South Korean genre filmmaking continues to excel this blockbuster season with films like Park Chan-wook’s sumptuous Gothic-laden romance The Handmaiden, Na Hong-jin’s supernatural horror The Wailing and Yeon Sang-ho’s zombie smash-hit Train to Busan, each laying claim as to why it should be considered the overall Korean film of the year.


By comparison, Tunnel, the new film from writer-director Kim Seong-hun (whose last film was the fantastic 2014 crime caper, A Hard Day), may appear to be a lot tamer and more modest than some of its stylised counterparts yet beyond simply delivering on genre thrills, Kim’s film is also by far the most socially conscious blockbuster to emerge from the country in 2016. And in a crowded year of quality Korean genre blockbusters — one of the strongest in recent memory — it too has the same right to claim itself as one of the year’s best.




Tunnel — which simply tells the story of a man, Lee Jung-soo (Ha Jung-woo), fighting for his life after becoming trapped underneath a structural collapse — uses the disaster film format as a means to address large issues facing South Korean society – namely government action, their spending and media reportage. Though its narrative feels familiar, Tunnel also feels like it has been ripped straight from news headlines. And given the country’s history of building collapses — the most recent in 2014 when ten students were killed as a result of cheap building materials, poor design and planning and inadequate processes to ensure the building was safe to inhabit — it is perhaps no coincidence as to why Tunnel exists not just as a work of thrilling entertainment but also as a piece of social commentary.


Director Kim takes aim at these issues predominately by way of comedy, making fools out of the reporters involved in the ridiculous media circus surrounding Lee’s rescue and the self-serving government officials responding to it. Even in the face of dire situations, Tunnel, and by extension much of Korean genre filmmaking, manages to weave in sensible instances of light reprieve from the tragedy outlined in the film. Given the director’s previous experience on A Hard Day, it should come as no surprise that Kim is able to blend these tonal shifts effortlessly — the disarming humour accentuating the drama that follows.


But Kim’s humour also works both ways. We are allowed to laugh at the farcical rescue operation early on but in doing so, we must also ask ourselves why a subject like this could be made to appear comedic and consider that the things we are able to laugh at should also be addressed. Scenes including media intervention during a rescue operation by way of drones and ones showing a clear lack of resources and knowledge available for rescuers to respond to unique situations like this simply go to show the extent of these problems, which Kim clearly has issues with and is able to capture extremely well on screen.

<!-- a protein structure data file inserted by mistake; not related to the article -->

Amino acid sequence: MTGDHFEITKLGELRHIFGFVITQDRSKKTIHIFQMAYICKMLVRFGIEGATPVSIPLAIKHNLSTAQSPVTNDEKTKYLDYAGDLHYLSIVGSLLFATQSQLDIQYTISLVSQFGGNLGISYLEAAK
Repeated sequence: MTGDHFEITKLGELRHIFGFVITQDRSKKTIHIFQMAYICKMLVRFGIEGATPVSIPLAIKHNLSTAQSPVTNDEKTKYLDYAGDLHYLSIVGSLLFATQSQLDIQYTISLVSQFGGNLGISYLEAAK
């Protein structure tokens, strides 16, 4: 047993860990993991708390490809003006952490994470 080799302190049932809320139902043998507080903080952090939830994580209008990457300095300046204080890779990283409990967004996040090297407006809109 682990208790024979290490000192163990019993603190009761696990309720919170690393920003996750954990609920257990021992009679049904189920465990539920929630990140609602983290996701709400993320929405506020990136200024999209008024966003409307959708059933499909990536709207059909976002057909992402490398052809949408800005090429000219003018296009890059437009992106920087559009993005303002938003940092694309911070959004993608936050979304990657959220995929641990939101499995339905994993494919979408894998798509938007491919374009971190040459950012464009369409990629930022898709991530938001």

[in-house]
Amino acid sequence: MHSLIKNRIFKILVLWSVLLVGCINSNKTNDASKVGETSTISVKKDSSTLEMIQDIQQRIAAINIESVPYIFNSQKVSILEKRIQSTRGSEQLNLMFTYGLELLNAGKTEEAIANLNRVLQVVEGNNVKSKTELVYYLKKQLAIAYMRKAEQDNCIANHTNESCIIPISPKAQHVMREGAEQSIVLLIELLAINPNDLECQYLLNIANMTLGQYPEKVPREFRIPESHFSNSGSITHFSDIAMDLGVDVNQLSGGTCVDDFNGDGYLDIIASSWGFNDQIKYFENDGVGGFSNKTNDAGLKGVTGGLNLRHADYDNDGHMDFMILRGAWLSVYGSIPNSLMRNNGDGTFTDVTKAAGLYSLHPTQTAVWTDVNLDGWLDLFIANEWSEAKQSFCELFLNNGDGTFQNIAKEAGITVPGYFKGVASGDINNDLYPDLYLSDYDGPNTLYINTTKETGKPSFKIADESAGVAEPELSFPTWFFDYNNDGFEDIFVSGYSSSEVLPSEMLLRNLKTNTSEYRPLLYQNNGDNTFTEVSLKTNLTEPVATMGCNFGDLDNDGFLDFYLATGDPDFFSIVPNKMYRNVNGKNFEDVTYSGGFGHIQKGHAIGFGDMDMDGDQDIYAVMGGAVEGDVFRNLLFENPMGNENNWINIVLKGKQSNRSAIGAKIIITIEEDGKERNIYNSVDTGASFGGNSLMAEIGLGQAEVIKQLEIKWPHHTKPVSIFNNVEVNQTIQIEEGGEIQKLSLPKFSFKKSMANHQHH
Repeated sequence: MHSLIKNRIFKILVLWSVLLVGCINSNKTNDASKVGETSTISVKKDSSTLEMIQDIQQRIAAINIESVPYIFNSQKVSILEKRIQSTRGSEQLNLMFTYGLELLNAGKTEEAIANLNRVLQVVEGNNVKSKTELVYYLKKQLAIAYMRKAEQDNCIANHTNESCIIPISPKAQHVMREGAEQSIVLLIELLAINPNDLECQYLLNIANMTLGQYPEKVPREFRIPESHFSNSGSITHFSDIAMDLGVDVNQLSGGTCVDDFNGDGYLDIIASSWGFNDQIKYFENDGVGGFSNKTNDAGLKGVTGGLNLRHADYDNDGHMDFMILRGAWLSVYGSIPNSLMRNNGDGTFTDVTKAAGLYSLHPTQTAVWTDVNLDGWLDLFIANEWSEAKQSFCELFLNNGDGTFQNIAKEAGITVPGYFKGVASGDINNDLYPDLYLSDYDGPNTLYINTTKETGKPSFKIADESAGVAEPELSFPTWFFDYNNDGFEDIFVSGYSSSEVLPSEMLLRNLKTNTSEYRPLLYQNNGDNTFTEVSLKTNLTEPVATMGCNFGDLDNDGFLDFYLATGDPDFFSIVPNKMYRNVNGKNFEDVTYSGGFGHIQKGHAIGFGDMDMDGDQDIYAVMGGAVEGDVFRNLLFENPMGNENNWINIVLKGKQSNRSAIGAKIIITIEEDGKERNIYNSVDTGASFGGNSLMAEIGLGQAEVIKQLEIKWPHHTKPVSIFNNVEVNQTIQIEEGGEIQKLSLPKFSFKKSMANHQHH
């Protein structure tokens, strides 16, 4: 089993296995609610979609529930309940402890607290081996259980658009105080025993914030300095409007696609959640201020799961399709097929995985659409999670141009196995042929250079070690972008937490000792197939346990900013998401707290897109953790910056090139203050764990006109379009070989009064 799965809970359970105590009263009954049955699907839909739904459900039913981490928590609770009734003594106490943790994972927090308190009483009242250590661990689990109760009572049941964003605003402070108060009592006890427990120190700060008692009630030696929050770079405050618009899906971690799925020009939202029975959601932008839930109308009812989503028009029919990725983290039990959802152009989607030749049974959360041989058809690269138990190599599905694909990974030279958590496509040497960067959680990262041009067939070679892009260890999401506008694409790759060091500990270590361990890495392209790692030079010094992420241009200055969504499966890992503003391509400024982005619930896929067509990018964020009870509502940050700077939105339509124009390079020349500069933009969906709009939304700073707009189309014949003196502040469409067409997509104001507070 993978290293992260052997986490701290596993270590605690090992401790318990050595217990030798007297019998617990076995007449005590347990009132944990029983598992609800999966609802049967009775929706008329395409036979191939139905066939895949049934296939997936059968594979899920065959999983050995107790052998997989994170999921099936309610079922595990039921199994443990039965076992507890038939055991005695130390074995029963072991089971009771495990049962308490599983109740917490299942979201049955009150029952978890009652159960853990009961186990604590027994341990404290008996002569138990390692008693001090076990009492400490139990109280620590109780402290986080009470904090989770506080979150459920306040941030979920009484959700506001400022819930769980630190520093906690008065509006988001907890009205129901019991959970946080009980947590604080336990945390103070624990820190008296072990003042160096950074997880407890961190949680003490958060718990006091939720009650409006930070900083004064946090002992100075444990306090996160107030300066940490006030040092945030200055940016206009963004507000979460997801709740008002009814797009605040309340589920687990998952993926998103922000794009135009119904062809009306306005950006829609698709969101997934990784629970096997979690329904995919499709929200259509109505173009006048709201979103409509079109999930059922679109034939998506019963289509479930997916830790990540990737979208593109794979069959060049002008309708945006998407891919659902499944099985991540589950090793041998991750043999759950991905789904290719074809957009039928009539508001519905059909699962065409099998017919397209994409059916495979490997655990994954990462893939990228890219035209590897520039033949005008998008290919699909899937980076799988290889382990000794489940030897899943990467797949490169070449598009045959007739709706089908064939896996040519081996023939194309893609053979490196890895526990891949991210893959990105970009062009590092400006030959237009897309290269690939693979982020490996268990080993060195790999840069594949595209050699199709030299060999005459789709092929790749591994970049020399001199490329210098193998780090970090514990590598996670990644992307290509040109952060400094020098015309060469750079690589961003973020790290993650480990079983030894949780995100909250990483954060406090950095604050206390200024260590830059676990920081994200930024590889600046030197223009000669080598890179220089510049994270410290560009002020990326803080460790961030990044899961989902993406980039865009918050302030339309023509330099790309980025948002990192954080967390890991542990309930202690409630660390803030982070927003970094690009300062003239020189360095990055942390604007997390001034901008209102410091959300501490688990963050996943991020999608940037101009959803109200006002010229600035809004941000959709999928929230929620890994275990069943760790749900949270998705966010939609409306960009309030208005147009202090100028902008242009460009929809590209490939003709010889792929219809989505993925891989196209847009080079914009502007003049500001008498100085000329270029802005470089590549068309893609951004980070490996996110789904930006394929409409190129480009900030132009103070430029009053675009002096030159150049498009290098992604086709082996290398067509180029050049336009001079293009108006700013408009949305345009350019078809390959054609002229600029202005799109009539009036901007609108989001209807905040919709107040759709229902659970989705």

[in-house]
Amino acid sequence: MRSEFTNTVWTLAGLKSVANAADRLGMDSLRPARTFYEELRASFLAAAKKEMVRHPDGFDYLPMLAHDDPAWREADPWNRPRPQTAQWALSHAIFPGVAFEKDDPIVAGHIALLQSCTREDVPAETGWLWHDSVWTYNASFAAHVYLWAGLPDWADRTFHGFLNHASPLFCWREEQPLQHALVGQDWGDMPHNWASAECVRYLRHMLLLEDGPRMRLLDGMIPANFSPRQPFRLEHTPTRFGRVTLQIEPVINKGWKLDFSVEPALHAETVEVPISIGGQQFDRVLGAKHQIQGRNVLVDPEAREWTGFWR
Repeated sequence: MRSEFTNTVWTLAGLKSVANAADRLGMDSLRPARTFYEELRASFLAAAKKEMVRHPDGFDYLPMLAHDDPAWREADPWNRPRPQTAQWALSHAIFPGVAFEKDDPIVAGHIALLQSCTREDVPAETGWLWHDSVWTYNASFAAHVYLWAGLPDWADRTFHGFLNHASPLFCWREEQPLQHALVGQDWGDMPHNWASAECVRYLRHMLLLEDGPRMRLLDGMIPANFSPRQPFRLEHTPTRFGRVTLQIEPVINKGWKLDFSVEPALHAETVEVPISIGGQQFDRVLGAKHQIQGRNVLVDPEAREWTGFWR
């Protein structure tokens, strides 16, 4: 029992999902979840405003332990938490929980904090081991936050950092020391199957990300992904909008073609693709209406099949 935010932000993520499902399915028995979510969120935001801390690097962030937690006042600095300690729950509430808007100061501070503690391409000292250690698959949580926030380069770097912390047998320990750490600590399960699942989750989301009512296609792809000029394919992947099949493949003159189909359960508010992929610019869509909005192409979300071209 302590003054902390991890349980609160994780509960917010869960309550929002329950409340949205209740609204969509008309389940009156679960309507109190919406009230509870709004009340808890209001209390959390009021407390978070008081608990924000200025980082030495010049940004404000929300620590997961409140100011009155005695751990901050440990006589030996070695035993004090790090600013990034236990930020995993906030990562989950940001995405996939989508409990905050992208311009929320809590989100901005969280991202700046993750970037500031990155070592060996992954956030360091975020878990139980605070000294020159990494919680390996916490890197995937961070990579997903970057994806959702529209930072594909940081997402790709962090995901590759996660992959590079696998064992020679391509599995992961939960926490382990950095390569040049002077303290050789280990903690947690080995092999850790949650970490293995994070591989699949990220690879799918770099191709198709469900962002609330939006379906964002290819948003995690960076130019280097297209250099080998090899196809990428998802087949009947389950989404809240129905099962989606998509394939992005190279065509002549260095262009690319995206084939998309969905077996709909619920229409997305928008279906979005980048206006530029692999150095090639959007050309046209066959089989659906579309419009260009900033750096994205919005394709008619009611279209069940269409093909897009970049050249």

Also captured well in the film are Tunnel’s performances which touts what may be considered a career-best from South Korean stalwart, Ha Jung-woo, who does a tremendous job of pulling together this mostly one-man show. The actor, who over time has worked with some of the best Korean filmmaking talent today, musters up a demanding performance that requires the actor to exhibit ranges of desperation, exhaustion and even comedy – all within terribly confined conditions.


Bae Doona serves up a reliable supporting performance as the concerned wife doing all that she can to support her husband’s rescue while becoming embroiled in the media circus – her performance only gets better once her character begins to come into clearer focus in the film. Meanwhile supporting actor Oh Dal-su continues to show why he’s one of the most underrated acting personalities in South Korea as the head of the rescue operation whose frustrations with the lack of media discipline and government support essentially mirror the audience’s.




While Kim’s vision for the film does allow for some compelling performances, great set pieces and ample dosages of social commentary, Tunnel is admittedly a touch overlong and throws in perhaps one too many twists into its story — all simply to prolong Lee’s rescue and emphasise his exhaustion and struggle. One particular subplot from within the tunnel does create a bit of a hindrance in the film — especially when you consider that there isn’t much of a resolution to close that story — although without it, we also wouldn’t get some of the best moments of comic relief in the film (an adorable pug named Tengie is involved).


Kim Seong-hun’s Tunnel mightn’t register with audiences abroad as immediately as some of the bigger name Korean films to drop this year — even with acting heavyweights like Ha Jung-woo and Bae Doona lending their talents to the film — but that doesn’t mean it should be overlooked either. What Tunnel addresses feels too big to ignore and will make you ponder over what the next steps should be to ensure that an entire country can respond to crisis and tragedy responsibly in the future.